He was named: or, He named him. Yaaqov: "He will take by the heel"—an idiom for a supplanter or circumventor, who stealthily takes another's place. Even while still in the womb, he wanted the job that was expected of Esau, and though he could not come first, part of him came out with the firstborn. That Yaaqov was a "heel-holder" also relates to the prophecy in 3:15 that the Messiah's heel would be bruised. He indeed got around his disadvantages and displaced his brother. But chiefly, by continuing the Messiah's ancestral line, he displaced the “nearer kinsman” (as in the book of Ruth) who stood in the way of the redemption of mankind. The fact that they are twins reminds usof the Messiah, called the "Lion of the Tribe of Yehudah", and haSatan, the "predecessor" whom He supplanted, also called a lion who prowls about seeking someone to devour. The flesh is manifested first in our lives (though we are innocent until accountable), yet from the beginning the better struggles for preeminence (v. 26), though the spirit starts off as much weaker. (v. 23) Both flesh and spirit are, of course, worked out in the physical realm; we cannot give lip service to what is best but not carry it out, and still say we are spiritual. Flesh itself is not evil, yet as flesh alone it would be of no benefit; it is the spirit that enlivens the flesh that counts. (Yoch. 6:63) The question is whether it is the flesh or spirit that rules, and which we intend to become. Paul carries this analogy much further in Romans 7, where we see both of these twins at work in ourselves. We have the inclination to do right; the inward man delights in keeping the Torah, which is equated in 7:14 with what it means to be spiritual. When we die to self, we empower the “Yaaqov” in us; thus Paul can say that the vestigial manifestations of “Esau” in him are not his true self. “Esau” is always there, and we have a relationship to both sides, but if we have attached ourselves to Israel (the spiritual side of Yaaqov), we do not belong to Esau, and he can no longer enslave us, because we are “dead” to him (to sin/the flesh) and alive to Yaaqov/Israel/Messiah/YHWH. 60 years old: Thus his twin sons were 15 years old when Avraham died.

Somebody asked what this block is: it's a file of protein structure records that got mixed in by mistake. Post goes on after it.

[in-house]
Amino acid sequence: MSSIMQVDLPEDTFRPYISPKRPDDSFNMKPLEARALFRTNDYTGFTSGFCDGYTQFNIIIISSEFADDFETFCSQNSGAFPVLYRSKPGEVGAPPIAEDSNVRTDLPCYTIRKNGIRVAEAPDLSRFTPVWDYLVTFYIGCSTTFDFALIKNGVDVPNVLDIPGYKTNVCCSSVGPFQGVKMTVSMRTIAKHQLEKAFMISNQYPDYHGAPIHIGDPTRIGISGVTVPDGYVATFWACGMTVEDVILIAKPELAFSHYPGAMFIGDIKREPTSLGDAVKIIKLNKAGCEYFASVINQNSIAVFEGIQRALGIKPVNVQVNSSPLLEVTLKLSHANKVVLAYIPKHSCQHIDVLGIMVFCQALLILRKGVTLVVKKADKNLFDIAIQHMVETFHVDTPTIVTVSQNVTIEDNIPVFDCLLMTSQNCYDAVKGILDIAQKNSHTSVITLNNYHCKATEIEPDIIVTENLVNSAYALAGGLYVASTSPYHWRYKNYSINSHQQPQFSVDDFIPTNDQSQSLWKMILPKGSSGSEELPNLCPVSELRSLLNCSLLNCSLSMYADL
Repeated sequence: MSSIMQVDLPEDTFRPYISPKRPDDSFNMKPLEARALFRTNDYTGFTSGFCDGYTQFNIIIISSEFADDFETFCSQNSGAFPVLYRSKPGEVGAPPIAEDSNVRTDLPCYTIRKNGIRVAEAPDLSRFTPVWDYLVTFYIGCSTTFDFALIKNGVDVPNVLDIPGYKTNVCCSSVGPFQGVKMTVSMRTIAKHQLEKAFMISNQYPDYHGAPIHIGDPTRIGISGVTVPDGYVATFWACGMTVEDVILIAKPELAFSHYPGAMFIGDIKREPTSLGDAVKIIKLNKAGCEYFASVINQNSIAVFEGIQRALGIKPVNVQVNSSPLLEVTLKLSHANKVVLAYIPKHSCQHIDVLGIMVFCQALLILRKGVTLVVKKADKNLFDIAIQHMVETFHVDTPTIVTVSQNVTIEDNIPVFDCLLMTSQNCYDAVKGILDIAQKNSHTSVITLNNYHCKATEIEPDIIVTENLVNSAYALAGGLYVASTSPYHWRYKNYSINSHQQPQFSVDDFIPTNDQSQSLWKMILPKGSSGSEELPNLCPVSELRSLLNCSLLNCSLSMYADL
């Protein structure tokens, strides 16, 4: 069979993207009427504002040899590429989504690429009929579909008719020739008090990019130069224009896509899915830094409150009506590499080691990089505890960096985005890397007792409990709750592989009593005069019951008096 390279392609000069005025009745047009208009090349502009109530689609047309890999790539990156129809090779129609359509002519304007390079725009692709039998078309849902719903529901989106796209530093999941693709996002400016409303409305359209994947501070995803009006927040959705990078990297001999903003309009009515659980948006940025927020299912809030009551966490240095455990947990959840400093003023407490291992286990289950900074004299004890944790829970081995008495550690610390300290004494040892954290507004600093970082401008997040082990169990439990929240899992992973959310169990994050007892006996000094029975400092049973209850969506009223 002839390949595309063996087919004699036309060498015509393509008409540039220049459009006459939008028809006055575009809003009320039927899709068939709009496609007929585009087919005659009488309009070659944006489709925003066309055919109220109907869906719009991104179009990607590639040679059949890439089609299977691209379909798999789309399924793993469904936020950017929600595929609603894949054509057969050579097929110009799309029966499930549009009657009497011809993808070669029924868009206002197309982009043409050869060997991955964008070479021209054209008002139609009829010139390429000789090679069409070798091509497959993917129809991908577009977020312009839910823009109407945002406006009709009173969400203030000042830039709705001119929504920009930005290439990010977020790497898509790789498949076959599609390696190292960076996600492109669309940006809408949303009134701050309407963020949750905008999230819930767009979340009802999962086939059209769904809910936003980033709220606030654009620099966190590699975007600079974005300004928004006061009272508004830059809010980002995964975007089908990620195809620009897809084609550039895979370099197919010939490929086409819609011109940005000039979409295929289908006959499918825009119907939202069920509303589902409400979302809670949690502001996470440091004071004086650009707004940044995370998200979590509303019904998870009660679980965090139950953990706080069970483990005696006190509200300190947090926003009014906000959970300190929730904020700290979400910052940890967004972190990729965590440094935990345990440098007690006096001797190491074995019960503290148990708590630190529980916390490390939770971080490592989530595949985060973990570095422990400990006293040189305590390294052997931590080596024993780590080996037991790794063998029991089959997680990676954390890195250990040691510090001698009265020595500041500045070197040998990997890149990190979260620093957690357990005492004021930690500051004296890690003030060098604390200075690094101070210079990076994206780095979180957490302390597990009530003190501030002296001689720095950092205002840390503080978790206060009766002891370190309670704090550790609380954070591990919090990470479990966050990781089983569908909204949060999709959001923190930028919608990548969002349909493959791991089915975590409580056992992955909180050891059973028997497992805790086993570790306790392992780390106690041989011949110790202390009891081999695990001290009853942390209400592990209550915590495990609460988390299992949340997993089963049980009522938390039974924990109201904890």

27. When the boys grew up, Esau became a man who knew hunting--a man of the field. But Yaaqov was a wholesome man, living in tents.